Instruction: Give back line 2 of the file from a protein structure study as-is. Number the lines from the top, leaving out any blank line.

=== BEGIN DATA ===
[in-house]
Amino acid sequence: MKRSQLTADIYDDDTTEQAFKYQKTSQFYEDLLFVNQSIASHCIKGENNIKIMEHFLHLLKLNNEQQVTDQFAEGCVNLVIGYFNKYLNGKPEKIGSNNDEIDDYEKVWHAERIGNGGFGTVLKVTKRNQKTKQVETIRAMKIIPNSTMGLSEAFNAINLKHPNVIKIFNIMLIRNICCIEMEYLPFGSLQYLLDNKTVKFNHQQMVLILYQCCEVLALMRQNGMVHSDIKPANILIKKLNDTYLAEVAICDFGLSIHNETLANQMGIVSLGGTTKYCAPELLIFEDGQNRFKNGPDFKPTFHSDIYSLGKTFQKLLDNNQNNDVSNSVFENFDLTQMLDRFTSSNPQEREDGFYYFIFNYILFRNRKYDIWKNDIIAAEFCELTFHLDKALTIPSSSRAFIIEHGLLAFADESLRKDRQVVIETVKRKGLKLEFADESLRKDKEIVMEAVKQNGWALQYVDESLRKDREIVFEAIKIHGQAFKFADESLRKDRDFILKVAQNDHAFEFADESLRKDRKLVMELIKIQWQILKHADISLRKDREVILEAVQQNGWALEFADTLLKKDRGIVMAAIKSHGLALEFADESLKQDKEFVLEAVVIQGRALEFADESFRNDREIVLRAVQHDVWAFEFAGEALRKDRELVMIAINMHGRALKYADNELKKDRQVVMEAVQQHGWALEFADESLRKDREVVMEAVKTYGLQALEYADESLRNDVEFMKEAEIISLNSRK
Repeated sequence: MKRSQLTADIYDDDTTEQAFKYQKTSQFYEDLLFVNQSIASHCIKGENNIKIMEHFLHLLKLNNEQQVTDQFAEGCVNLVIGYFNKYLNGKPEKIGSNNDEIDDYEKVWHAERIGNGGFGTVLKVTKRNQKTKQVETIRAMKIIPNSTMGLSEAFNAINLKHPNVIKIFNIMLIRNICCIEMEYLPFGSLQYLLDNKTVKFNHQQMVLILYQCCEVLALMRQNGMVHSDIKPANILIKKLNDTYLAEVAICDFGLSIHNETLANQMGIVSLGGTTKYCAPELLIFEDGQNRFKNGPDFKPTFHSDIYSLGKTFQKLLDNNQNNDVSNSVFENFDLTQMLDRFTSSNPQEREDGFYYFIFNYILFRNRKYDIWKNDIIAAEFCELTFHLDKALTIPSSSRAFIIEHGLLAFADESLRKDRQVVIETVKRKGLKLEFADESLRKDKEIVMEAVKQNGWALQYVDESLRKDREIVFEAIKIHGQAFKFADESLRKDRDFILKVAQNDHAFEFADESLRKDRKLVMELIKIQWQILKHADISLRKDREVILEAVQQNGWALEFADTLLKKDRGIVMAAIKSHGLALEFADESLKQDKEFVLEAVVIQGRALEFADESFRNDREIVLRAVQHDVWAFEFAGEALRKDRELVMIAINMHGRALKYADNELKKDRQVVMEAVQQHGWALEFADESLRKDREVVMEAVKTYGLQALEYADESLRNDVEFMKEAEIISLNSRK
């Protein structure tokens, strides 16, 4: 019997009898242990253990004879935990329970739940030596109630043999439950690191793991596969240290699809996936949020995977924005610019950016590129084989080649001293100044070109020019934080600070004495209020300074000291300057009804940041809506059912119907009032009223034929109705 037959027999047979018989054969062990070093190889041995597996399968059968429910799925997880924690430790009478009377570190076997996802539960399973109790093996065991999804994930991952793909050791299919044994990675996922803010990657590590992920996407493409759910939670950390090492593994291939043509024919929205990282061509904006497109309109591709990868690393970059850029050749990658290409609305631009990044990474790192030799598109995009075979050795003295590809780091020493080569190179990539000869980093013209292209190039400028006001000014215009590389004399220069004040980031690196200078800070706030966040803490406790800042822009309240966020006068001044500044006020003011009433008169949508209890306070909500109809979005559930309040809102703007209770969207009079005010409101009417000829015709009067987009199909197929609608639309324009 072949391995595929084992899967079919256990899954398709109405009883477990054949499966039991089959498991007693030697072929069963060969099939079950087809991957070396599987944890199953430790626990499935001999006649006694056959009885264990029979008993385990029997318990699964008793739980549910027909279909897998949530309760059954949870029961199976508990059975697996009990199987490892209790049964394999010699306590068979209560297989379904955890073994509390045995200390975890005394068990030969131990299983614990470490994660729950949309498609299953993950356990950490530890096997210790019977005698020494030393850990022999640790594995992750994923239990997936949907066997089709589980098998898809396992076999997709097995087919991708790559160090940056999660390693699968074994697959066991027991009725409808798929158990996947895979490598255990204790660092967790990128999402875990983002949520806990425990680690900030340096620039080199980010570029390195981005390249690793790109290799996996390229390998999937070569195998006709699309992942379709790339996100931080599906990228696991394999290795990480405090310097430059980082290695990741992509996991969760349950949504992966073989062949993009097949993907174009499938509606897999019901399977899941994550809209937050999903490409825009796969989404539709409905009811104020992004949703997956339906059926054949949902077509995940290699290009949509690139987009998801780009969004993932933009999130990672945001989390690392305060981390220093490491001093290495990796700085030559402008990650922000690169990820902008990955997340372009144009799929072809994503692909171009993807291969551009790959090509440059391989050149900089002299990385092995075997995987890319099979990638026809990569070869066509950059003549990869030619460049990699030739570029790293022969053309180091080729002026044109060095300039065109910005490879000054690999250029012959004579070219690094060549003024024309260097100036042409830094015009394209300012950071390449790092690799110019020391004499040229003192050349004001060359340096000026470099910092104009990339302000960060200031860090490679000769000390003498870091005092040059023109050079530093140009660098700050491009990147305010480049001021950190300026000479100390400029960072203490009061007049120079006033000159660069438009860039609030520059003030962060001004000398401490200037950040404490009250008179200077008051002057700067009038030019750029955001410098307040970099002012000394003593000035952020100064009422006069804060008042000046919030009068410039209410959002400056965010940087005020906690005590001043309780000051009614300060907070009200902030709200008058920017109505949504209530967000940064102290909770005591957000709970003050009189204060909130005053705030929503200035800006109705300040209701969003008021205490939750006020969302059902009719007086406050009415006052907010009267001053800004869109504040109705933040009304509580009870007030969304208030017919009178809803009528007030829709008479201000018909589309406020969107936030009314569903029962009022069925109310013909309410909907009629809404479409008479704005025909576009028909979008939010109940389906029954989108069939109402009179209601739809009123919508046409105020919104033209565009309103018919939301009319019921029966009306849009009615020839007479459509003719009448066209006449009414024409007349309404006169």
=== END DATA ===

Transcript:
Amino acid sequence: MKRSQLTADIYDDDTTEQAFKYQKTSQFYEDLLFVNQSIASHCIKGENNIKIMEHFLHLLKLNNEQQVTDQFAEGCVNLVIGYFNKYLNGKPEKIGSNNDEIDDYEKVWHAERIGNGGFGTVLKVTKRNQKTKQVETIRAMKIIPNSTMGLSEAFNAINLKHPNVIKIFNIMLIRNICCIEMEYLPFGSLQYLLDNKTVKFNHQQMVLILYQCCEVLALMRQNGMVHSDIKPANILIKKLNDTYLAEVAICDFGLSIHNETLANQMGIVSLGGTTKYCAPELLIFEDGQNRFKNGPDFKPTFHSDIYSLGKTFQKLLDNNQNNDVSNSVFENFDLTQMLDRFTSSNPQEREDGFYYFIFNYILFRNRKYDIWKNDIIAAEFCELTFHLDKALTIPSSSRAFIIEHGLLAFADESLRKDRQVVIETVKRKGLKLEFADESLRKDKEIVMEAVKQNGWALQYVDESLRKDREIVFEAIKIHGQAFKFADESLRKDRDFILKVAQNDHAFEFADESLRKDRKLVMELIKIQWQILKHADISLRKDREVILEAVQQNGWALEFADTLLKKDRGIVMAAIKSHGLALEFADESLKQDKEFVLEAVVIQGRALEFADESFRNDREIVLRAVQHDVWAFEFAGEALRKDRELVMIAINMHGRALKYADNELKKDRQVVMEAVQQHGWALEFADESLRKDREVVMEAVKTYGLQALEYADESLRNDVEFMKEAEIISLNSRK